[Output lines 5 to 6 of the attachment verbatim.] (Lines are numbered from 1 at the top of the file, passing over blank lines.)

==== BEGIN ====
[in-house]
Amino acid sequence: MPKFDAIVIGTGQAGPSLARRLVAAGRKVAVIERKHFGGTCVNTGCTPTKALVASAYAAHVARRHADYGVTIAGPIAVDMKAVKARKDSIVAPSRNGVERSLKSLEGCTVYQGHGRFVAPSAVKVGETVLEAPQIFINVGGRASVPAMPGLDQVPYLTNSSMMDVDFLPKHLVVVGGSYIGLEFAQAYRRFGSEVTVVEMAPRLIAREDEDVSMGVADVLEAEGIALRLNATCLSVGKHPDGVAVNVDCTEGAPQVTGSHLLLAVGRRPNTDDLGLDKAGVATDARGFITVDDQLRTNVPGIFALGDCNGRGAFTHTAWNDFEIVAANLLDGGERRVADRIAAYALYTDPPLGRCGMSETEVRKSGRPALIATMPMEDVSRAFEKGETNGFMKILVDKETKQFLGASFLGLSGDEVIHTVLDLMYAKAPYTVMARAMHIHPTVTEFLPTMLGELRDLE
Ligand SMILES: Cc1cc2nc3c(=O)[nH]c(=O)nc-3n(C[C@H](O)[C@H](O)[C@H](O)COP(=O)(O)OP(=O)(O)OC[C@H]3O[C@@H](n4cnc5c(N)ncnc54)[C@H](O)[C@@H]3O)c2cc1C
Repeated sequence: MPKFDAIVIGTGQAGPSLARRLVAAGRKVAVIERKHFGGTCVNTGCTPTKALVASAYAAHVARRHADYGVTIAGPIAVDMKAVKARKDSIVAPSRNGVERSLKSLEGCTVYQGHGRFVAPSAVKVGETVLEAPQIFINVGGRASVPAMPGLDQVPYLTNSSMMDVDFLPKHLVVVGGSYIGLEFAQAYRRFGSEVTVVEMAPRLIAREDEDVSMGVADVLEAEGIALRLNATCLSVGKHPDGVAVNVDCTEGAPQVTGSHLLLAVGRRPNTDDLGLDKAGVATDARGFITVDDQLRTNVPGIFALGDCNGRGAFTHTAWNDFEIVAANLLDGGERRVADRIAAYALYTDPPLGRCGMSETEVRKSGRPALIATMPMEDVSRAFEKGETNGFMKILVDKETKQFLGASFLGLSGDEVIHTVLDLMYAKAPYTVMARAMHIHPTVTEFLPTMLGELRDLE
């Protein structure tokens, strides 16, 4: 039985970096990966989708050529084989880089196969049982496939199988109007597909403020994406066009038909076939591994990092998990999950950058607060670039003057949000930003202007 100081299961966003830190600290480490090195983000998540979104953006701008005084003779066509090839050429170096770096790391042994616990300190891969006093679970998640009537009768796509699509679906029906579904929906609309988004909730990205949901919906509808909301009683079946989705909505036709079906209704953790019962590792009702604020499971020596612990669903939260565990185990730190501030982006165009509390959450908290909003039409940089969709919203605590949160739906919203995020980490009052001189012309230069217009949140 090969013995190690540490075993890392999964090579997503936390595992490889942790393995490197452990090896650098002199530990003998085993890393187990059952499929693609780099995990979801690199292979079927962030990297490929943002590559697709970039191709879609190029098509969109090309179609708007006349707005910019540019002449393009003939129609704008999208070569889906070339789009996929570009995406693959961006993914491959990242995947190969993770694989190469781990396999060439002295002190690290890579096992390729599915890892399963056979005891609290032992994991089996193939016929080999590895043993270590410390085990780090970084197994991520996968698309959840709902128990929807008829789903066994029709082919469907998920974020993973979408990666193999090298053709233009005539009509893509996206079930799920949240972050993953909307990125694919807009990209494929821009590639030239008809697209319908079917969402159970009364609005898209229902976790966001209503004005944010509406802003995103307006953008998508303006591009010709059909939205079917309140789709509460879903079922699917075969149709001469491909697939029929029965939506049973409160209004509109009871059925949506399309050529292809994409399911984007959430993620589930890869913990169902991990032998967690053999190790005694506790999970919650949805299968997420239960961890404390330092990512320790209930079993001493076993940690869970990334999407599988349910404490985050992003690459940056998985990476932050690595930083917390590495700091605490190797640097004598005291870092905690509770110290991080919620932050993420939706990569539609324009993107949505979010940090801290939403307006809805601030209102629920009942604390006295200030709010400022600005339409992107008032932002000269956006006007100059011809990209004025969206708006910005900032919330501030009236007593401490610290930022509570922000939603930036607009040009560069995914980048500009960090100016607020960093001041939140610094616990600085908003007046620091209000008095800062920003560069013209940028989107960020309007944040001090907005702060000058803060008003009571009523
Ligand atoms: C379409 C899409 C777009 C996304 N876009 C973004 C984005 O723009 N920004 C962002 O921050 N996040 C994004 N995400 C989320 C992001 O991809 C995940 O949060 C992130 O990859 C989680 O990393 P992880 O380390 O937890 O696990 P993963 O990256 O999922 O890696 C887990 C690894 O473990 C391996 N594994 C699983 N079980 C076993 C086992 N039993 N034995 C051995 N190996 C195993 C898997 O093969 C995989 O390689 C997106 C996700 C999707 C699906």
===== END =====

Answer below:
């Protein structure tokens, strides 16, 4: 039985970096990966989708050529084989880089196969049982496939199988109007597909403020994406066009038909076939591994990092998990999950950058607060670039003057949000930003202007 100081299961966003830190600290480490090195983000998540979104953006701008005084003779066509090839050429170096770096790391042994616990300190891969006093679970998640009537009768796509699509679906029906579904929906609309988004909730990205949901919906509808909301009683079946989705909505036709079906209704953790019962590792009702604020499971020596612990669903939260565990185990730190501030982006165009509390959450908290909003039409940089969709919203605590949160739906919203995020980490009052001189012309230069217009949140 090969013995190690540490075993890392999964090579997503936390595992490889942790393995490197452990090896650098002199530990003998085993890393187990059952499929693609780099995990979801690199292979079927962030990297490929943002590559697709970039191709879609190029098509969109090309179609708007006349707005910019540019002449393009003939129609704008999208070569889906070339789009996929570009995406693959961006993914491959990242995947190969993770694989190469781990396999060439002295002190690290890579096992390729599915890892399963056979005891609290032992994991089996193939016929080999590895043993270590410390085990780090970084197994991520996968698309959840709902128990929807008829789903066994029709082919469907998920974020993973979408990666193999090298053709233009005539009509893509996206079930799920949240972050993953909307990125694919807009990209494929821009590639030239008809697209319908079917969402159970009364609005898209229902976790966001209503004005944010509406802003995103307006953008998508303006591009010709059909939205079917309140789709509460879903079922699917075969149709001469491909697939029929029965939506049973409160209004509109009871059925949506399309050529292809994409399911984007959430993620589930890869913990169902991990032998967690053999190790005694506790999970919650949805299968997420239960961890404390330092990512320790209930079993001493076993940690869970990334999407599988349910404490985050992003690459940056998985990476932050690595930083917390590495700091605490190797640097004598005291870092905690509770110290991080919620932050993420939706990569539609324009993107949505979010940090801290939403307006809805601030209102629920009942604390006295200030709010400022600005339409992107008032932002000269956006006007100059011809990209004025969206708006910005900032919330501030009236007593401490610290930022509570922000939603930036607009040009560069995914980048500009960090100016607020960093001041939140610094616990600085908003007046620091209000008095800062920003560069013209940028989107960020309007944040001090907005702060000058803060008003009571009523
Ligand atoms: C379409 C899409 C777009 C996304 N876009 C973004 C984005 O723009 N920004 C962002 O921050 N996040 C994004 N995400 C989320 C992001 O991809 C995940 O949060 C992130 O990859 C989680 O990393 P992880 O380390 O937890 O696990 P993963 O990256 O999922 O890696 C887990 C690894 O473990 C391996 N594994 C699983 N079980 C076993 C086992 N039993 N034995 C051995 N190996 C195993 C898997 O093969 C995989 O390689 C997106 C996700 C999707 C699906």